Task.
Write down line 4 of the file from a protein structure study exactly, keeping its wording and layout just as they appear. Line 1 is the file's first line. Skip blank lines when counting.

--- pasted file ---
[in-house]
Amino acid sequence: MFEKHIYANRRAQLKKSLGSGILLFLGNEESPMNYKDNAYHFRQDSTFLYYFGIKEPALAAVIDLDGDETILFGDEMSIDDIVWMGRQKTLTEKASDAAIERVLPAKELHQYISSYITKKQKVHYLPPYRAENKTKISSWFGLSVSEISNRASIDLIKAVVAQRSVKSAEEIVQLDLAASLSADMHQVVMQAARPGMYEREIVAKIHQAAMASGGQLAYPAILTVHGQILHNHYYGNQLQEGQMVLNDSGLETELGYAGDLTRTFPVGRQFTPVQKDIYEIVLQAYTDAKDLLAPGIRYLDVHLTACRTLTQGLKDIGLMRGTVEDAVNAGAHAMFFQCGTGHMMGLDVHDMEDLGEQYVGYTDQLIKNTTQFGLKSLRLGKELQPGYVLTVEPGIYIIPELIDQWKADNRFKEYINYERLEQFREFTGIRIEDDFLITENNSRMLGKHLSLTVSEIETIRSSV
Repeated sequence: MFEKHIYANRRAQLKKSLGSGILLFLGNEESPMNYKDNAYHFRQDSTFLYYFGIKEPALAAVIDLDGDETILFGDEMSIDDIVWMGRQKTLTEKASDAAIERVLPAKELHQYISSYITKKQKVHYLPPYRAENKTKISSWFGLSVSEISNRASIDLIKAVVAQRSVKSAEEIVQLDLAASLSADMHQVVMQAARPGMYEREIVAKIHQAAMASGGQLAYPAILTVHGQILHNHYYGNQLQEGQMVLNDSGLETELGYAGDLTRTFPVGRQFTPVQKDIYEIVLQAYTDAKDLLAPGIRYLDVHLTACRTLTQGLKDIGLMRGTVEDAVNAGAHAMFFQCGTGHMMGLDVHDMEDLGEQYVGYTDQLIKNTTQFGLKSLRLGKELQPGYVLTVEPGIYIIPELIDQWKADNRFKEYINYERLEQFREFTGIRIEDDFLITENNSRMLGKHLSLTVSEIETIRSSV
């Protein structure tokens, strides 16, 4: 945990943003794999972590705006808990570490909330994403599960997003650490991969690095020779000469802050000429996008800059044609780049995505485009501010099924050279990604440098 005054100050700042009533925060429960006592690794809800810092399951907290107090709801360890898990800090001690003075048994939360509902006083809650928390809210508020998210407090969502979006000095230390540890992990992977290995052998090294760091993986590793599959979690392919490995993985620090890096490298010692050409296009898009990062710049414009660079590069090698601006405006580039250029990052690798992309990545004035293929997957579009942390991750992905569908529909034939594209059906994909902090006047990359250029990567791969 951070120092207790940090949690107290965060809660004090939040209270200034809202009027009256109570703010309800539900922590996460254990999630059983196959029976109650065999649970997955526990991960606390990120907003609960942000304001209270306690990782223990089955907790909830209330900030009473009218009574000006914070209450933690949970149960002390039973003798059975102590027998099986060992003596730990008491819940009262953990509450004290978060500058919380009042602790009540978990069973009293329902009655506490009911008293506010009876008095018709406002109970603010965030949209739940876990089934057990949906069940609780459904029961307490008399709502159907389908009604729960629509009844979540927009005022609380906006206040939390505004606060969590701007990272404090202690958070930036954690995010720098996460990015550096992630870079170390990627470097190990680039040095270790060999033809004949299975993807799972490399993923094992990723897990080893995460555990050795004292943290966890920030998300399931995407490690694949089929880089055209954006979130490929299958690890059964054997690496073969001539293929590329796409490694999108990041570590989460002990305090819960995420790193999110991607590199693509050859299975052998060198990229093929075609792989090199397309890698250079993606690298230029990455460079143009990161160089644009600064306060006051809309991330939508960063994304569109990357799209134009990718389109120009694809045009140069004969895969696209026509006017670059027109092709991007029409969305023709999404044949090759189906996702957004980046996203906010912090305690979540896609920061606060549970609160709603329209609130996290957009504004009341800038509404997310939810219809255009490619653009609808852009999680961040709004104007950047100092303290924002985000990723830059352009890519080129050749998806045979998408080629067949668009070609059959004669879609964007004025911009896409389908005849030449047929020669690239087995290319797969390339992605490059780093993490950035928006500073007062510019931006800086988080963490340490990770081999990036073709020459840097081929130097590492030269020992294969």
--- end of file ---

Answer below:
């Protein structure tokens, strides 16, 4: 945990943003794999972590705006808990570490909330994403599960997003650490991969690095020779000469802050000429996008800059044609780049995505485009501010099924050279990604440098 005054100050700042009533925060429960006592690794809800810092399951907290107090709801360890898990800090001690003075048994939360509902006083809650928390809210508020998210407090969502979006000095230390540890992990992977290995052998090294760091993986590793599959979690392919490995993985620090890096490298010692050409296009898009990062710049414009660079590069090698601006405006580039250029990052690798992309990545004035293929997957579009942390991750992905569908529909034939594209059906994909902090006047990359250029990567791969 951070120092207790940090949690107290965060809660004090939040209270200034809202009027009256109570703010309800539900922590996460254990999630059983196959029976109650065999649970997955526990991960606390990120907003609960942000304001209270306690990782223990089955907790909830209330900030009473009218009574000006914070209450933690949970149960002390039973003798059975102590027998099986060992003596730990008491819940009262953990509450004290978060500058919380009042602790009540978990069973009293329902009655506490009911008293506010009876008095018709406002109970603010965030949209739940876990089934057990949906069940609780459904029961307490008399709502159907389908009604729960629509009844979540927009005022609380906006206040939390505004606060969590701007990272404090202690958070930036954690995010720098996460990015550096992630870079170390990627470097190990680039040095270790060999033809004949299975993807799972490399993923094992990723897990080893995460555990050795004292943290966890920030998300399931995407490690694949089929880089055209954006979130490929299958690890059964054997690496073969001539293929590329796409490694999108990041570590989460002990305090819960995420790193999110991607590199693509050859299975052998060198990229093929075609792989090199397309890698250079993606690298230029990455460079143009990161160089644009600064306060006051809309991330939508960063994304569109990357799209134009990718389109120009694809045009140069004969895969696209026509006017670059027109092709991007029409969305023709999404044949090759189906996702957004980046996203906010912090305690979540896609920061606060549970609160709603329209609130996290957009504004009341800038509404997310939810219809255009490619653009609808852009999680961040709004104007950047100092303290924002985000990723830059352009890519080129050749998806045979998408080629067949668009070609059959004669879609964007004025911009896409389908005849030449047929020669690239087995290319797969390339992605490059780093993490950035928006500073007062510019931006800086988080963490340490990770081999990036073709020459840097081929130097590492030269020992294969």